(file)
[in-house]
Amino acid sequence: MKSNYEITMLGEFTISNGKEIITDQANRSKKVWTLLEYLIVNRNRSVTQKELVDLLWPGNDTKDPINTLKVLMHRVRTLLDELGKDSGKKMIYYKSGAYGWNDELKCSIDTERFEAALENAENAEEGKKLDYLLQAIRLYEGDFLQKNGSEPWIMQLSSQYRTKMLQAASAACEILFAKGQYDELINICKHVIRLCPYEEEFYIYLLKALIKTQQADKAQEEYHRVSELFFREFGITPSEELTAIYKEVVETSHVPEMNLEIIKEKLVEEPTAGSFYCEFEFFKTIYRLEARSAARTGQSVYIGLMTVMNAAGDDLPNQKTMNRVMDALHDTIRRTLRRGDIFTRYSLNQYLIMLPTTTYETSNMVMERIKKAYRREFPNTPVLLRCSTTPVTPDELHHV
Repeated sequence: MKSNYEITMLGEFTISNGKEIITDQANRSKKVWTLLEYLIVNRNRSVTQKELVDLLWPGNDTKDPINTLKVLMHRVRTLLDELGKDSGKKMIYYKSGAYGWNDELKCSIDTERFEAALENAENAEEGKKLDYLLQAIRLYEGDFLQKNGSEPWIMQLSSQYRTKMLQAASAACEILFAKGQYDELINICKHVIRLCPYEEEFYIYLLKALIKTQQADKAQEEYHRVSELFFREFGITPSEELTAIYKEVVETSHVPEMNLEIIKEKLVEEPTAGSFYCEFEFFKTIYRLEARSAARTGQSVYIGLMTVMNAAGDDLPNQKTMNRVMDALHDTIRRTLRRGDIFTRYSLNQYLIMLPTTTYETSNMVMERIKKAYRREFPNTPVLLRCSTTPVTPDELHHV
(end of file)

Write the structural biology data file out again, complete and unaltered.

[in-house]
Amino acid sequence: MKSNYEITMLGEFTISNGKEIITDQANRSKKVWTLLEYLIVNRNRSVTQKELVDLLWPGNDTKDPINTLKVLMHRVRTLLDELGKDSGKKMIYYKSGAYGWNDELKCSIDTERFEAALENAENAEEGKKLDYLLQAIRLYEGDFLQKNGSEPWIMQLSSQYRTKMLQAASAACEILFAKGQYDELINICKHVIRLCPYEEEFYIYLLKALIKTQQADKAQEEYHRVSELFFREFGITPSEELTAIYKEVVETSHVPEMNLEIIKEKLVEEPTAGSFYCEFEFFKTIYRLEARSAARTGQSVYIGLMTVMNAAGDDLPNQKTMNRVMDALHDTIRRTLRRGDIFTRYSLNQYLIMLPTTTYETSNMVMERIKKAYRREFPNTPVLLRCSTTPVTPDELHHV
Repeated sequence: MKSNYEITMLGEFTISNGKEIITDQANRSKKVWTLLEYLIVNRNRSVTQKELVDLLWPGNDTKDPINTLKVLMHRVRTLLDELGKDSGKKMIYYKSGAYGWNDELKCSIDTERFEAALENAENAEEGKKLDYLLQAIRLYEGDFLQKNGSEPWIMQLSSQYRTKMLQAASAACEILFAKGQYDELINICKHVIRLCPYEEEFYIYLLKALIKTQQADKAQEEYHRVSELFFREFGITPSEELTAIYKEVVETSHVPEMNLEIIKEKLVEEPTAGSFYCEFEFFKTIYRLEARSAARTGQSVYIGLMTVMNAAGDDLPNQKTMNRVMDALHDTIRRTLRRGDIFTRYSLNQYLIMLPTTTYETSNMVMERIKKAYRREFPNTPVLLRCSTTPVTPDELHHV